Wednesday, November 28, 2012

Who Knew You Really Needed a Turkey Baster and a Skimmer?

The turkey baster (on the left) is good for - well, you know - basting your turkey. I can't believe I've cooked almost 30 years worth of poultry without one. I guess you can teach an old dog new tricks!

I got mine from WalMart for under 2 bucks, but this one's awfully cute, isn't it?

The skimmer's role at Thanksgiving is not quite as obvious, but no less useful. I grabbed it at the international market because I'd read that it would easily skim (hence the name skimmer) the scum from the turkey broth you make from your Thanksgiving carcass. It did, and without clogging up like the mesh ones I have used before! What a breakthrough... 

I also used my new toy to scoop sweet pepper strips from the saute pan, which is its more intended use, I guess. Much better than the slotted serving spoon I'd been using for jobs like this.

The peppers went into small freezer containers and the cooking broth was frozen into cubes for later use!

What new kitchen gadgets have you recently discovered?

Monday, November 26, 2012

Does Pasture-Raised Turkey Taste Better?

I've always wondered. 

This year I got a chance to compare, since we had the opportunity to eat a pasture-raised turkey on Thanksgving Day followed by our own turkey dinner on Friday. The free-range turkey was delivered fresh and cost over $4 per pound. I think I paid about $1.29 per pound for our frozen Butterball. So this allows us to compare fresh with frozen, as well.

My family said they couldn't detect a significant difference in taste between the two birds. Both were roasted in bags and were incredibly delicious and moist.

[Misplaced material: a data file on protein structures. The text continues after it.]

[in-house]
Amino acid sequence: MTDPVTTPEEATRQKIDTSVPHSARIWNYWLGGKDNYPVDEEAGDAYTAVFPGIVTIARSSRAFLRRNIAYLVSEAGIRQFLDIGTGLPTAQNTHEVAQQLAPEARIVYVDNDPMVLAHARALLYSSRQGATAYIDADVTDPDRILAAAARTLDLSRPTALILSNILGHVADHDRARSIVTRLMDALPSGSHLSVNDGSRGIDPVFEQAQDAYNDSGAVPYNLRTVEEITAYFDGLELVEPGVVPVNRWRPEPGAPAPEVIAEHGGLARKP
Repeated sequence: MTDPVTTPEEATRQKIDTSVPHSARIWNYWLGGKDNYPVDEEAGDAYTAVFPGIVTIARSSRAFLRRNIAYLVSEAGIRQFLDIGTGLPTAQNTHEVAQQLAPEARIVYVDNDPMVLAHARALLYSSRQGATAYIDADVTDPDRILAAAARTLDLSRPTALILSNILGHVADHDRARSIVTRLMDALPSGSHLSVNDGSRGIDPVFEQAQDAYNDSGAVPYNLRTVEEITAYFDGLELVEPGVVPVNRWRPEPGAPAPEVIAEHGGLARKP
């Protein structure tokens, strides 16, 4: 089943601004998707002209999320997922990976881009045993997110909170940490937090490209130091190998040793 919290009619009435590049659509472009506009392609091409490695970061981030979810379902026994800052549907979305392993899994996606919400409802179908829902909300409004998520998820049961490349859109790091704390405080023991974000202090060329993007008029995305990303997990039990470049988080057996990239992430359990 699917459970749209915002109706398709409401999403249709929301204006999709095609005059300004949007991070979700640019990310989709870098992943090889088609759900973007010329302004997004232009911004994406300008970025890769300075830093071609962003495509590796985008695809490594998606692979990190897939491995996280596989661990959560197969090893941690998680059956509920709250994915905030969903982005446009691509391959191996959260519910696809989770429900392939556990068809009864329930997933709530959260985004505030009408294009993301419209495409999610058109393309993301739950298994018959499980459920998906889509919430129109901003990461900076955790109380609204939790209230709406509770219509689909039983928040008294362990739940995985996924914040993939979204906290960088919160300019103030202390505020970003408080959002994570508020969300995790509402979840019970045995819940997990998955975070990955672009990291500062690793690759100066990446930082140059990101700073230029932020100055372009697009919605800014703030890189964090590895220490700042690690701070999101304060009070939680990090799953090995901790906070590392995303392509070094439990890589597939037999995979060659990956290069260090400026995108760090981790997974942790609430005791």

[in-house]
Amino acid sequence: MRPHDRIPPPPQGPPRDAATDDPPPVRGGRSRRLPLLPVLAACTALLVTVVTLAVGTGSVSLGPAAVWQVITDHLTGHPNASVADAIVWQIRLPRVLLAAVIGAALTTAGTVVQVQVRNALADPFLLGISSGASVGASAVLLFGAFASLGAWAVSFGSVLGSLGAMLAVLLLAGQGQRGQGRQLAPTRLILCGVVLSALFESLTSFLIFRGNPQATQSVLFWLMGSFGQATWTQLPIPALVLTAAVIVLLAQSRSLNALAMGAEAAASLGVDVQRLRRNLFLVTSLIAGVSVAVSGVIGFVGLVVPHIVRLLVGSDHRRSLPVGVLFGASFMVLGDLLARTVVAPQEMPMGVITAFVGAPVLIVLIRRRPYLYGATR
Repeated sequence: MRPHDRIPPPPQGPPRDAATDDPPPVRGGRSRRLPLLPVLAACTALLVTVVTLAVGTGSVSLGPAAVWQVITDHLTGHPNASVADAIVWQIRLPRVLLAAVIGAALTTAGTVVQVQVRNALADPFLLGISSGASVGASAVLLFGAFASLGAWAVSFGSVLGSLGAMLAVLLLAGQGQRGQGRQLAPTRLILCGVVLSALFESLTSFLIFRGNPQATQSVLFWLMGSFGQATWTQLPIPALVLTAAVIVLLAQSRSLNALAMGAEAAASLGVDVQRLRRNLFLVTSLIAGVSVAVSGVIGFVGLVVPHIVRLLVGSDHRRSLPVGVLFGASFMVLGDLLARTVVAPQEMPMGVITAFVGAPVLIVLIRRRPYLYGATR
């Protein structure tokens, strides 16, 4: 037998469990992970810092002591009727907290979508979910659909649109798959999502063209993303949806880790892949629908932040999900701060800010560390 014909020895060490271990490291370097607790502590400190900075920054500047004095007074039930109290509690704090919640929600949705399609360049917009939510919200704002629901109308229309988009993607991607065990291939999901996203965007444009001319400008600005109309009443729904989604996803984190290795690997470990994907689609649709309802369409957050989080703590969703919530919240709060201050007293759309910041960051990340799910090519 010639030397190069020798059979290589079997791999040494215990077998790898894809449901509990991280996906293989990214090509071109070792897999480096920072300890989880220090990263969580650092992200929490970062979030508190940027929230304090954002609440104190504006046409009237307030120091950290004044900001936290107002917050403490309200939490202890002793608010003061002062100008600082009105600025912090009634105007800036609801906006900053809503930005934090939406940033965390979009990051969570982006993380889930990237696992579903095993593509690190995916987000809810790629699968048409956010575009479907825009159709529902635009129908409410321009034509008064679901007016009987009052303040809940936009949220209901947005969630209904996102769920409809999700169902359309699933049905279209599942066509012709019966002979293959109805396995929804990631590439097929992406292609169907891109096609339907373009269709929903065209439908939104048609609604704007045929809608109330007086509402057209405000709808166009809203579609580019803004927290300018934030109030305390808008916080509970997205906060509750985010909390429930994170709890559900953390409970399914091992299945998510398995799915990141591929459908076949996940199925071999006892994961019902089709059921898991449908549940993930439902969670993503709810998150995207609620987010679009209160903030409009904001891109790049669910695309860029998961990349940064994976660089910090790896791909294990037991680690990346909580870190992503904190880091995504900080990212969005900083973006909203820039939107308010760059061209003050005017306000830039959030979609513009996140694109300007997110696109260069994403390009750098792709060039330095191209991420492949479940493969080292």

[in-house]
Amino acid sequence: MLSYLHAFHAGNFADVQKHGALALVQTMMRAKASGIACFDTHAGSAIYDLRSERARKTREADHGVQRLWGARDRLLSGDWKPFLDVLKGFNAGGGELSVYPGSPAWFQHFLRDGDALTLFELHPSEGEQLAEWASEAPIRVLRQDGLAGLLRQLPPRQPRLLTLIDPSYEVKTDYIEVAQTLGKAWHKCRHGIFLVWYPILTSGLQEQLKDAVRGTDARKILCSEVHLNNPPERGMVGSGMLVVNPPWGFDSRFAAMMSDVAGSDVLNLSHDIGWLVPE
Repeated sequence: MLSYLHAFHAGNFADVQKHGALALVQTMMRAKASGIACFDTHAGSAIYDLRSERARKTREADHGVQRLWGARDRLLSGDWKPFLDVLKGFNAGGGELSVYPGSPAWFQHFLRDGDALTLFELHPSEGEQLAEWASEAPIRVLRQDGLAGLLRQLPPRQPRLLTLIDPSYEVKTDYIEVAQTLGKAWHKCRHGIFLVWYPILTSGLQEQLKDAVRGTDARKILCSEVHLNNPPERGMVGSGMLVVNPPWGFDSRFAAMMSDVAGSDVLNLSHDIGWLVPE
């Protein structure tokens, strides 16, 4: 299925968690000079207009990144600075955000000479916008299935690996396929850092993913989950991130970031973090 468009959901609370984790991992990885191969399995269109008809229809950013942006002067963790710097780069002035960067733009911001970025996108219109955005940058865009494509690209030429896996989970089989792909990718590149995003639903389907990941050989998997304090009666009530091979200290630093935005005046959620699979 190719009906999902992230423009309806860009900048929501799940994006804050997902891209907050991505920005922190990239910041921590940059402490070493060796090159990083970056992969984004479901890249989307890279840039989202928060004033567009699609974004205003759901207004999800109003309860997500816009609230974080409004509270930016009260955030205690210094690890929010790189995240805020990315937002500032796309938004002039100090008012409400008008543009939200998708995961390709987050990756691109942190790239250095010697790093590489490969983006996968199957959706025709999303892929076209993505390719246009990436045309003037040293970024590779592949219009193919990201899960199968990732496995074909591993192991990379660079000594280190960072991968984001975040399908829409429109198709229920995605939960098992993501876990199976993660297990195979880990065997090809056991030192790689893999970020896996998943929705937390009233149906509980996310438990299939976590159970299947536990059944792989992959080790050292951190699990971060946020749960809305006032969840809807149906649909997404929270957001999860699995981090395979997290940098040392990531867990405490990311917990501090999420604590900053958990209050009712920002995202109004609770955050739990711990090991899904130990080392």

So, for over three times the price, the value (in our opinions) would only be in the pleasure or satisfaction you may receive from knowing your turkey's provenance. If how your turkey as treated when it was alive is important to you, or you're worried about what it may have been fed or injected with, then you may feel that a pasture-raised, organic turkey is worth the price differential. However,if taste and budget are your criteria, I say go with the Butterball and use the extra money buy the rest of dinner plus dessert and drinks! 

But if it is important to you to eat locally and you have a strong environmental concerns, by all means follow your conscience. After all, money isn't everything! 

Sunday, November 25, 2012

Does Marinating a Turkey Make a Difference?: My Rum and Dr. Pepper Experiment

Jack's Instructions

My friend Jack's very specific instructions for marinating my 20-pound turkey were as follows:

Mix a fifth of Captain Morgan Original Spiced Rum with a 2-liter bottle of Dr. Pepper and marinate your turkey in it for 12 hours.

Upon further questioning, I was able to extract this additional advice:

Make sure to baste your turkey or it will get too dry as the alcohol burns off.

How I Actually Did It

So I set out to clarify how to marinate a turkey by consulting my other friend, Google, who elaborated enough through a few different sources to help me piece together the marinating process for such a huge piece of poultry.

Here are the basic steps I followed (Google is there for you, too, if you need more information)  Mine turned out well, but I am by no means a detailed recipe writer yet. These instructions would probably be enough for an experienced cook, but may not suffice for a novice! Anyway, it's more than Jack gave me, right?: